within the IOMs recommendations.
Even getting close to the IOMs guidelines is success

Discussion
1. As a WIC nutritionist what are some
methods to help promote proper
gestational weight gain among your
clients?
1. Are there any specific negative
dietary/physical activity patterns among
the population that should be addressed
to improve outcomes?

References:
Claesson IM, Josefsson A, Cedergren M, Brynhildsen J, Jepps- son A, Nystrm F, Sydsj A, Sydsj G.
Consumer satisfaction with a weight-gain intervention programme for obese pregnant women.
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Eat Healthy During Pregnancy: Quicktips. (n.d.). Retrieved December 2, 2014, from
http://healthfinder.gov/HealthTopics/Category/pregnancy/nutrition-and-physical-activity/eat-healthyduring-pregnancy-quick-tips

Ilmonen, J., Isolauri, E., Poussa, T., & Laitinen, K. (2010). Impact of dietary counselling and probiotic
intervention on maternal anthropometric measurements during and after pregnancy: A randomized
placebo-controlled trial. Clinical Nutrition, 156-164.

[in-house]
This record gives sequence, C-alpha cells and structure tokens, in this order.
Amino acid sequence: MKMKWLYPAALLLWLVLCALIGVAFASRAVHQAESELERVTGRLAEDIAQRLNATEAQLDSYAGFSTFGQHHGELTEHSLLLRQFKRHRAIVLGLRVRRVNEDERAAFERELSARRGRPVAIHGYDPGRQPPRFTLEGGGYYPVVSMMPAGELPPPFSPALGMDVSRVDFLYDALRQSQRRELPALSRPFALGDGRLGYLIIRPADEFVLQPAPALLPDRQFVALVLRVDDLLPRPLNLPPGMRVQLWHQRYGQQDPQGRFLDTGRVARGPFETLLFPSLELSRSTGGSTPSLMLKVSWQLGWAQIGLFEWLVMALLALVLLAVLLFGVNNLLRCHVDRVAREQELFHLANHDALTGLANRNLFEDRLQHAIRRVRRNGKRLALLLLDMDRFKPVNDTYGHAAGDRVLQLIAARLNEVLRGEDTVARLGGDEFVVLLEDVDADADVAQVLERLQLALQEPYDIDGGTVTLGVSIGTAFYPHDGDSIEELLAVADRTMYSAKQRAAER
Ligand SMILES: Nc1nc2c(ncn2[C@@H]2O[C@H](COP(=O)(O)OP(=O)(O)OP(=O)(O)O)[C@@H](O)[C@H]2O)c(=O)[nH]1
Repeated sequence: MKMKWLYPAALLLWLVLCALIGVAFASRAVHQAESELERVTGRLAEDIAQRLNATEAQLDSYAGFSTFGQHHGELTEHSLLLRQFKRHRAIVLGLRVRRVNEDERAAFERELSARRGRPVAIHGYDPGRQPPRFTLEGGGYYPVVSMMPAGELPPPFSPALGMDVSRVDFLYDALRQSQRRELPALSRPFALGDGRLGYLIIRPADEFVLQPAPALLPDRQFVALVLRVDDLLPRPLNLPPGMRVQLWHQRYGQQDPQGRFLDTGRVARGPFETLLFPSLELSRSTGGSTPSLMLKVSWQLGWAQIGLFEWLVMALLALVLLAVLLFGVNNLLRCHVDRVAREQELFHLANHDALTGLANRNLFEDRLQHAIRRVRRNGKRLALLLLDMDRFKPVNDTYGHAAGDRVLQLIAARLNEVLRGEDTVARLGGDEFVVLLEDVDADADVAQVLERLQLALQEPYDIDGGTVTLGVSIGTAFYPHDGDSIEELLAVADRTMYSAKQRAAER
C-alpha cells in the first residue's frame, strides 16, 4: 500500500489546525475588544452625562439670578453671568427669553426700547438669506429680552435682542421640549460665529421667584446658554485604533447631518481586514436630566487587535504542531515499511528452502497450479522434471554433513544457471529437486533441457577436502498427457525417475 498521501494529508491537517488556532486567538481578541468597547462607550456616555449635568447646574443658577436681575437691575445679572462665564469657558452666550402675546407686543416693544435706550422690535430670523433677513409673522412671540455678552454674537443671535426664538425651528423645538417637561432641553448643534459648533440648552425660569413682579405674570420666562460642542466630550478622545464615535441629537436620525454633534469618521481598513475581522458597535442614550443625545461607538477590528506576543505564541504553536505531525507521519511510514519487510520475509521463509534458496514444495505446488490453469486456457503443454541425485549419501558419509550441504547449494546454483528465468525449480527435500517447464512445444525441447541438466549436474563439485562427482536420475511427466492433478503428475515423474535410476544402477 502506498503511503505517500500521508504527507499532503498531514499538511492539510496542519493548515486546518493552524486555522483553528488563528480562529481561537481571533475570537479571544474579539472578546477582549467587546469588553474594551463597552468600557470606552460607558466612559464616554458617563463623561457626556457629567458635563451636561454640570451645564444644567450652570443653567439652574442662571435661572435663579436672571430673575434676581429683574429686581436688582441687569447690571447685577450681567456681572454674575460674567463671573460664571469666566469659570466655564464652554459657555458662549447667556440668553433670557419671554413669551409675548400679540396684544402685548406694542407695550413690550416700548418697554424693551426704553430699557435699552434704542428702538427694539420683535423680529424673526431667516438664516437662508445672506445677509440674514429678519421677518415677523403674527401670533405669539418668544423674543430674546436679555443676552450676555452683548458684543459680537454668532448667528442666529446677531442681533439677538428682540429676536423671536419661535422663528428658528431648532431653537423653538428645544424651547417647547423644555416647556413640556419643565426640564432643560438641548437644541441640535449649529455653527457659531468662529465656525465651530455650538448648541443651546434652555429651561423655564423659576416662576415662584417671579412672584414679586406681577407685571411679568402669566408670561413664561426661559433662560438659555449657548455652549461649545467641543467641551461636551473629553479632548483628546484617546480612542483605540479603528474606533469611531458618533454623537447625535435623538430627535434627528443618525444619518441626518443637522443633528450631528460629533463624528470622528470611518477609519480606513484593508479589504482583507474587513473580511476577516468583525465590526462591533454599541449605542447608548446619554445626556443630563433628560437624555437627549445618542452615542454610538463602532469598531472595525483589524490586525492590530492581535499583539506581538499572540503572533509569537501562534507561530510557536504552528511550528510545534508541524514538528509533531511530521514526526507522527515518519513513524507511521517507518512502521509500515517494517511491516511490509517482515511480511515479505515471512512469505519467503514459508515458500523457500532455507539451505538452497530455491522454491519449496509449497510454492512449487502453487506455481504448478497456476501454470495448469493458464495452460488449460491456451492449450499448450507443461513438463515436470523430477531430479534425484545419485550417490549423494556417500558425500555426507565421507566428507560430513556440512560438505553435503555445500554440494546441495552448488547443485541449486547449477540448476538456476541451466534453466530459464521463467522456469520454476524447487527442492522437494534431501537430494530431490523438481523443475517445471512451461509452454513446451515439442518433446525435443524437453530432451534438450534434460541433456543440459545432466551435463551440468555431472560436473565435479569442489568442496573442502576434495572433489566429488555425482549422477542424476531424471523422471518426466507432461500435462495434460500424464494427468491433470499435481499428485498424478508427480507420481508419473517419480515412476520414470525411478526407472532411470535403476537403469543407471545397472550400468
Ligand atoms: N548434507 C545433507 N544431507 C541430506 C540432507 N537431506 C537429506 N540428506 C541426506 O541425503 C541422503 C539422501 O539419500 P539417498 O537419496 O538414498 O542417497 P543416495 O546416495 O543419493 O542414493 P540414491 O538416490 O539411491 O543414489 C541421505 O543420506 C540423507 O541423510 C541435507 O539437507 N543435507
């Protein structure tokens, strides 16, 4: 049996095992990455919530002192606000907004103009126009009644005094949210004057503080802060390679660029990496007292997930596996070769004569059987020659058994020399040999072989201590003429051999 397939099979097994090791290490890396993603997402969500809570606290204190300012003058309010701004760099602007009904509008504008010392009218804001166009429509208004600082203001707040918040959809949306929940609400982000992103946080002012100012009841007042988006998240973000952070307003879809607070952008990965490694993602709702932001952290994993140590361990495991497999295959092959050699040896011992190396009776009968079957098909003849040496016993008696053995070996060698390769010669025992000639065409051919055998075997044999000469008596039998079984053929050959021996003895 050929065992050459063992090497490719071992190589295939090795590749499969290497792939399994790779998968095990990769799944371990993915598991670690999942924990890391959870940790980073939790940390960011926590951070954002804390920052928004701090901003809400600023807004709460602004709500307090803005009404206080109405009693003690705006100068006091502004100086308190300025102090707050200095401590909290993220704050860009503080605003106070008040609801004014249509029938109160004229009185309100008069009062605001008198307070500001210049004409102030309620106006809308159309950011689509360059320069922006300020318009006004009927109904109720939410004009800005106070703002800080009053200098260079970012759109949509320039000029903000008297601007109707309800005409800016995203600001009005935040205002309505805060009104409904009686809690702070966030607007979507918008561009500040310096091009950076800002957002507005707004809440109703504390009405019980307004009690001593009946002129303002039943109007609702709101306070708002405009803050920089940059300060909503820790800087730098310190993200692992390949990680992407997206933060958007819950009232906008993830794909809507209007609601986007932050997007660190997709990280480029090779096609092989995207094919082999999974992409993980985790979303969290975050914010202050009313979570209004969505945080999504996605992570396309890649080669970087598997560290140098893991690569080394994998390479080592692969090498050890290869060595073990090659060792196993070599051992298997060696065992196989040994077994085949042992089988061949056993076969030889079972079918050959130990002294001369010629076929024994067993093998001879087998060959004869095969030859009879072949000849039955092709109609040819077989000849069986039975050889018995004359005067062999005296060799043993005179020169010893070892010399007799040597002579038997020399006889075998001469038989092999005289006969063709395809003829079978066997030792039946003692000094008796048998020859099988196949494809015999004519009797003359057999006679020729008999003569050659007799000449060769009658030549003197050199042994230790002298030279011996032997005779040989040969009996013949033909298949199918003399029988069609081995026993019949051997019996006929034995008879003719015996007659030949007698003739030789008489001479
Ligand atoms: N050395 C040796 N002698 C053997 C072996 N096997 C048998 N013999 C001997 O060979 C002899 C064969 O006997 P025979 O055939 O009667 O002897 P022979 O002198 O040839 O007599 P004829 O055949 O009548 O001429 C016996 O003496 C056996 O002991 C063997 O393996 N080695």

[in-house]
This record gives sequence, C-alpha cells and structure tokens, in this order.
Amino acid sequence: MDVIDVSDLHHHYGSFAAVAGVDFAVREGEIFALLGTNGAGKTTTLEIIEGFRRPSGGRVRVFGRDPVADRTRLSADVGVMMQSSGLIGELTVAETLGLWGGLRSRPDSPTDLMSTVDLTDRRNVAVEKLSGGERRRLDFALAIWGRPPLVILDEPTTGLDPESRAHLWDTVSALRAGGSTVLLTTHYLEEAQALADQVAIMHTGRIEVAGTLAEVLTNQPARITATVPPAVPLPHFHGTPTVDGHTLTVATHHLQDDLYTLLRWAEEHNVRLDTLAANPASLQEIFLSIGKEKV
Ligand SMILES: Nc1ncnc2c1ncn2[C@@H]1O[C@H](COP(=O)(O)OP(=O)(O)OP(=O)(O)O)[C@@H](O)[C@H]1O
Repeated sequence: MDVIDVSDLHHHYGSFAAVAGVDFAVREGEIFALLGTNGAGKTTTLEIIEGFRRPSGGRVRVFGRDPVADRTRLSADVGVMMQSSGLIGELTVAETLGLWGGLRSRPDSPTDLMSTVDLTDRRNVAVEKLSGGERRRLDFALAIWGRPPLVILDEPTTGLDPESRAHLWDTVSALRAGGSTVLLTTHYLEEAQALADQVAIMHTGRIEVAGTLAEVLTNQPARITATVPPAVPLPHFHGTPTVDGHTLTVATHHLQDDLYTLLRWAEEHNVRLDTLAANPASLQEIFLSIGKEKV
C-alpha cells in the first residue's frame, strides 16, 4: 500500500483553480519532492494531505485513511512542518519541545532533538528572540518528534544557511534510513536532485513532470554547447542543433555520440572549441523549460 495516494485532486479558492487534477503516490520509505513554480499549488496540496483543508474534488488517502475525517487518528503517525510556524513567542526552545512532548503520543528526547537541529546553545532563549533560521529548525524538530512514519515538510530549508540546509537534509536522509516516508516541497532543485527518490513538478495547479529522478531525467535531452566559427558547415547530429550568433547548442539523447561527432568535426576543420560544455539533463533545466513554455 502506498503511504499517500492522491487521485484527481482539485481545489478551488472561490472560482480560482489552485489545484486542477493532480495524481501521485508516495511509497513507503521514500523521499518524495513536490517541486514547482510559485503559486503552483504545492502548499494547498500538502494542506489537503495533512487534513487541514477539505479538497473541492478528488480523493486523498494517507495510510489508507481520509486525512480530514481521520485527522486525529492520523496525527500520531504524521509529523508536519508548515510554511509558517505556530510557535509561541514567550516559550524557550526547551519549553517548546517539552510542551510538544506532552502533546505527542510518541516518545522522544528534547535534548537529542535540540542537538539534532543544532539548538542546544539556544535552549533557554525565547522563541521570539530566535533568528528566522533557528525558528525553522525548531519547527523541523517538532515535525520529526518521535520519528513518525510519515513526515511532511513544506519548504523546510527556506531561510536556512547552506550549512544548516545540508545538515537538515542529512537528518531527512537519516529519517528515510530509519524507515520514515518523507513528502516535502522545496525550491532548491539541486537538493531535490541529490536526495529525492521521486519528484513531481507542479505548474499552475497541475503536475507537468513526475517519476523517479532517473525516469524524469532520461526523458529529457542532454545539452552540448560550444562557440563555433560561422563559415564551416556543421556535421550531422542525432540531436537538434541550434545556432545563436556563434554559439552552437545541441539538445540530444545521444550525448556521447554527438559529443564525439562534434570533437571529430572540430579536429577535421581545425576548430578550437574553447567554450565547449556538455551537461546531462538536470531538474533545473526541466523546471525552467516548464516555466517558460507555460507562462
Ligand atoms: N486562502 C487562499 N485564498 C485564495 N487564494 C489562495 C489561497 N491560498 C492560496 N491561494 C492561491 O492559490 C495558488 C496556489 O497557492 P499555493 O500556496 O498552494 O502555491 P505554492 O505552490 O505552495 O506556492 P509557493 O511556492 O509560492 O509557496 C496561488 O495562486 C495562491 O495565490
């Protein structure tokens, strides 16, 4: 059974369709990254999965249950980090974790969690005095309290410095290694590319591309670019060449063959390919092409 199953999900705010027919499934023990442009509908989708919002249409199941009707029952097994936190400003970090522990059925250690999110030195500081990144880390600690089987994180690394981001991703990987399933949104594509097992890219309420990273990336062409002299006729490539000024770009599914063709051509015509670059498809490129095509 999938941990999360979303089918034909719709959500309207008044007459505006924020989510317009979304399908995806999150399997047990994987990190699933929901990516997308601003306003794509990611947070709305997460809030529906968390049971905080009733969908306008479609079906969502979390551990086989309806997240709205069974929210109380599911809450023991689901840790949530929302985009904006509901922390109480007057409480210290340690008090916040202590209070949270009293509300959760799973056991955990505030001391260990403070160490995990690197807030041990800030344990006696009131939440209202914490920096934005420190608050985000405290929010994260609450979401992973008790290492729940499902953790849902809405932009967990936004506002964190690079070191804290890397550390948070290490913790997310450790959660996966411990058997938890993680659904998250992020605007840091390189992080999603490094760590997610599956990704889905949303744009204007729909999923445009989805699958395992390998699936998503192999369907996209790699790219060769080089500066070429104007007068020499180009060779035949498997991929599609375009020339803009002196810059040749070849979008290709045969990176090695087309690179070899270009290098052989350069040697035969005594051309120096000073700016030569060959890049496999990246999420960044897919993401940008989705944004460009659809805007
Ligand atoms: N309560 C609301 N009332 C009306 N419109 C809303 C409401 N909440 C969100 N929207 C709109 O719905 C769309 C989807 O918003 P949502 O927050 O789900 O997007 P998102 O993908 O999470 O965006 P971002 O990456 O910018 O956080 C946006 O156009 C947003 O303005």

Jeric, M., Roje, D., Medic, N., Strinic, T., Mestrovic, Z., & Vulic, M. (2013). Maternal pre-pregnancy
underweight and fetal growth in relation to institute of medicine recommendations for gestational
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References:
Pollak, K., Alexander, S., Bennett, G., Lyna, P., Coffman, C., Bilheimer, A., ... stbye, T. (2014).
Weight-related SMS texts promoting appropriate pregnancy weight gain: A pilot study. Patient
Education and Counseling, 256260-256260.

Polley, B., Wing, R., & Sims, C. (2002). Randomized controlled trial to prevent excessive weight gain
in pregnant women. International Journal of Obesity, 1494-1502.

Sridhar SB, Darbinian J, Ehrlich SF, et al. Maternal gestational weight gain and offspring risk for
childhood overweight or obesity. Am J Obstet Gynecol 2014;211:259.e1-8.

Stotland, N., Hopkins, L., & Caughey, A. (2004). Gestational Weight Gain, Macrosomia, And Risk Of
Cesarean Birth In Nondiabetic Nulliparas. Obstetrics & Gynecology, 671-677.

Stuebe, A., Oken, E., Rich-Edwards, J., & Gillman, M. (2009). 255: Associations of diet and physical
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Nutrition and Dietetics, 114(7), 1099-1103.